A lot’s happened lately! I pegged the long stretchers. Funny story. In my mind, the pegs in Schwarz’s Roubo were 5/8”. I didn’t have a 5/8” bit, but I had a very nice 3/4” one, so I used that and made 3/4” pegs. I figure, maybe they’re a touch bigger than the ones Chris used, but hey, no biggie. Just the other day I realized: Chris used 3/8” pegs!!! Haha, oh well, the Schwarz has said that you can’t overbuild a workbench, right?
The only thing that went wrong is that I drilled the hole in the wrong spot for one of the pegs. In a show piece, that would have ruined my month. But hey, it’s just a workbench. I plugged the hole with a scrap of peg and did it again (you can see it in the front left leg).
Then I glued up my interior 12 boards, which determined the length of my short stretchers. So I glued up my cut-to-length short stretchers and pared the tenons until they fit in the leg mortises.
But here’s where I had problems. Somehow, the front and back leg mortises on the right were just misaligned enough that the stretcher was not wanting to go in all the way. I did everything. I laid the base on its back and jumped up and down on the joint. Literally, it was just like you’d picture a cartoon character jumping up and down on something, like a suitcase getting it to close. I squeezed all four of my 48” clamps on it hoping to get it in. Finally I whittled a severe one-sided taper on a peg and hoped for the best. It worked! So while that joint might not be the best, it’s pegged and not going anywhere. If I’d used 3/8” pegs, it would have never worked.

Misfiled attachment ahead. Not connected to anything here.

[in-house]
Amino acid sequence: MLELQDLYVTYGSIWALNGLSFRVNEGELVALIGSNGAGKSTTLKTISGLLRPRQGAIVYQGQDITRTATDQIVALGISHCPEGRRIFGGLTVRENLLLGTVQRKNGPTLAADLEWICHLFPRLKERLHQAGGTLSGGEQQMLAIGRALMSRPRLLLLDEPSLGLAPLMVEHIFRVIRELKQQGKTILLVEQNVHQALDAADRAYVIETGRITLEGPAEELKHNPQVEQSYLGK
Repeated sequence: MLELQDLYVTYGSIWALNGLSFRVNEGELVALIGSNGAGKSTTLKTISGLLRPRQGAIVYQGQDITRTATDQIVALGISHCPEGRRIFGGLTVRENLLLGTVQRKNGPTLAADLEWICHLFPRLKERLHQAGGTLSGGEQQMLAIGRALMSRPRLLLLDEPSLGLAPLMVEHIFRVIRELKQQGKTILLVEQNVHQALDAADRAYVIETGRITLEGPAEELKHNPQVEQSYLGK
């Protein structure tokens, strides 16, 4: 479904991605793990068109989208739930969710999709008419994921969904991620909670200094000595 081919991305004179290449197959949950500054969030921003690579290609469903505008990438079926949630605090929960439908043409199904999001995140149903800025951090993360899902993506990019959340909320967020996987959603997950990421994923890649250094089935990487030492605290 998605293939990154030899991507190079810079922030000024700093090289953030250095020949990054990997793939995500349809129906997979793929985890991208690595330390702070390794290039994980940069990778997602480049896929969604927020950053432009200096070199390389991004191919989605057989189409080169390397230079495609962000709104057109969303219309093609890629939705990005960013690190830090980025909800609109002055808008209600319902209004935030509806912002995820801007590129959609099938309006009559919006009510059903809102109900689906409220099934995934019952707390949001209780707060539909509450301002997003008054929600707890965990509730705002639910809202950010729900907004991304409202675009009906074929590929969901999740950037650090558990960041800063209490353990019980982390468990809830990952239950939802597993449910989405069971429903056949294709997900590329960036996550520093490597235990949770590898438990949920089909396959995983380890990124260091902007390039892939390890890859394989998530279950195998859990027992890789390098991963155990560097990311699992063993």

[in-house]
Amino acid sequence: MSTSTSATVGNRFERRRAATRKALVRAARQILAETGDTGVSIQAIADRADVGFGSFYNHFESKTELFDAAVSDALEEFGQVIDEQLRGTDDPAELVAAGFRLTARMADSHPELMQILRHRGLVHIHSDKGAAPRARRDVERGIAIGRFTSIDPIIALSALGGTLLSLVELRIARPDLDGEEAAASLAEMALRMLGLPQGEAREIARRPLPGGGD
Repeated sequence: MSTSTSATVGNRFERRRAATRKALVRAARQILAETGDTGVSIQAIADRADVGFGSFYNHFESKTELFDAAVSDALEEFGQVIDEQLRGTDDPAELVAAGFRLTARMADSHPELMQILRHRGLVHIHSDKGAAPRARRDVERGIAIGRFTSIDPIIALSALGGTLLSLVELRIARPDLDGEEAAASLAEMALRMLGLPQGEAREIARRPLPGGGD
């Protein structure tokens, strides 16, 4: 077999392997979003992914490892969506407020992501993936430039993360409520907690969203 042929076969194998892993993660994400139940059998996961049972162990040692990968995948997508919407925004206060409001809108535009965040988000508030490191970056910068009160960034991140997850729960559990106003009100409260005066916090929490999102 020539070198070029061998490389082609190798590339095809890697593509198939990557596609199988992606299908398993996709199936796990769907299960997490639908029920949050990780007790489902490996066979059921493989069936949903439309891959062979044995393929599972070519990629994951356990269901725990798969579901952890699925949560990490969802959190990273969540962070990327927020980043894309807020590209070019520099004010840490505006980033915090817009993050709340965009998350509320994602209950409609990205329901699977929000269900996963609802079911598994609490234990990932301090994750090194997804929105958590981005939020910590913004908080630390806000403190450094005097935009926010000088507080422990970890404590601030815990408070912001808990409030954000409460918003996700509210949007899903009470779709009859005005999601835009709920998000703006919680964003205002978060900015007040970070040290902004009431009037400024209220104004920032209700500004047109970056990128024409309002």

And so now I have a base! Next step is to glue the next two boards on each side of the 12 you see in the picture. Then the benchtop, as it were, will be able to sit up on the legs. You can already see on the benchtop (far left of the pic) the start of the void mortise for the planing stop.
It gets a little tricky here, as I need to figure out how to glue up the rest of the boards around the tenons. I only have 4 big clamps, and they’re not very good, so I don’t really want to just glue them up while the benchtop is in place on the base. So far I’ve been gluing up the benchtop on its side, with the newly-glued piece at the bottom, so the weight of all the other boards serves as a “5th clamp.” But this gets harder and harder as the top gets heavier and heavier, and it also involves constantly removing and replacing the benchtop on the base to check for fit.
Light at the end of the tunnel, but it still may be a while until I’m out of it! (Absolutely must be done by year’s end.)
-- Eric at http://adventuresinwoodworking.com